5. Jack Price

Similar to most years. Always starts out of the team, but then reemerges when things wobble and you’re left wondering why he wasn’t playing all along. Must realise full potential now, but suspect next year will be as competitive as ever, particularly if the likes of McDonald and Evans hang around.

6. Jordan Graham

Only 11 starts but laid on a goal in nearly all of them and was the catalyst in a vital 4 game winning run over Christmas. Criminal that it took Kenny so long to throw him in. Need him back as soon as possible.

7. Dave Edwards

Steady Eddy. 27 appearances, 5 goals and does what he always does. Much like Henry, a good pro and a useful player, but we need better technicians around him to improve the team.

8. Connor Coady

Featured 35 times but very mixed. Seems to be at his best when he’s got license to get up and down and definitely a victim of Kenny’s constant tinkering to find a decent midfield balance. Could still be a very important player for Wolves I suspect, but must discover consistency.

9. Carl Ikeme

Disrupted for the first half of the season by Martinez breathing down his neck, but back to his best by the end. First name on the sheet next season in every sense. Will be interesting to see who he’s competing with though.

10. Danny Batth

36 appearances, a couple of goals and generally reliable. You get what it says on the tin with Danny Batth. Benefits from having pace around him. Will face strong competition next season if Williamson is fit.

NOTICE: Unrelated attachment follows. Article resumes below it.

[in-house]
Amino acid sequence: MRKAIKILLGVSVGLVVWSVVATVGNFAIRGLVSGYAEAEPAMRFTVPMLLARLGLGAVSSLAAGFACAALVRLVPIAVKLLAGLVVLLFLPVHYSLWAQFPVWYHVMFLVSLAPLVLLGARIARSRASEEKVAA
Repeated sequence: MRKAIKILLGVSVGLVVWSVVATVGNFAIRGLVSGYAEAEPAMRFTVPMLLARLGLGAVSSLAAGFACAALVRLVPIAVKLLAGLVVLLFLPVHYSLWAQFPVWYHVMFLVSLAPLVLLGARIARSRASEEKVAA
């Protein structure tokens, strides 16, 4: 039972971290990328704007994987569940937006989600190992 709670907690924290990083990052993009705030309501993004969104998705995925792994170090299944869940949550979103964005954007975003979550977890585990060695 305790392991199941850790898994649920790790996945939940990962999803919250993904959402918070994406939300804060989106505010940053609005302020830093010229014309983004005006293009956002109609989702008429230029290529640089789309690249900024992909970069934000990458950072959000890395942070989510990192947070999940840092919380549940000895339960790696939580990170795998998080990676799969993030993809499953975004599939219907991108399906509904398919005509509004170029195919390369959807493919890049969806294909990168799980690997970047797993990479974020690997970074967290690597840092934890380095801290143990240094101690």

11. Kortney Hause

Missed a chunk through injury but 22 appearances and still showing potential. Prone to mistakes from overplaying and ironing those from his game whilst still playing out is key and will determine how far he goes.

12. Benik Afobe

Like it or lump it, he was our top scorer. 24 appearances and 9 goals wasn’t spectacular but practically Ronaldo-esque compared to Le Fondre and Siggy. Irreplaceable…on our budget.

13. George Saville

Still not everyone’s cup of tea but 18 appearances and 5 goals. Some important ones too against Derby and MK Dons to get us the wins we needed. The manager likes him so will be around next season.

14. Sheyi Ojo

I didn’t rate him, but what do I know? Did score a couple of goals in wins against Fulham and Blues, but went missing for long periods and never left his mark on games. Will be surprised if he makes the grade at Liverpool next season.

15. Jeremy Helan

Not too shabby at all. 8 starts in his loan spell and gave us much needed pace and physicality out wide. Knows his limitations and plays to them. I’d take him as a squad player.

16. Scott Golbourne

Why the hell did we sell him? Occasionally cost us goals through being vertically challenged, but a good technician and played out from the back. Says a lot about the team’s deterioration in style. 20 appearances before he was booted out.

17. Ethan Ebanks-Landell

20 appearances too for EEL before injury curtailed his season. Not my favourite player. Makes mistakes and often looks vulnerable. Doesn’t have the pace or skill of Hause to make up for it either. Will be surprised if he’s playing come August.

18. Joe Mason

15 appearances made up of 8 starts and 7 from the bench. 3 goals, which were all well taken efforts. I’m not convinced there’s enough there to make him promotion-chasing material, with or without a strike partner, but hope to be proven wrong.

19. Emi Martinez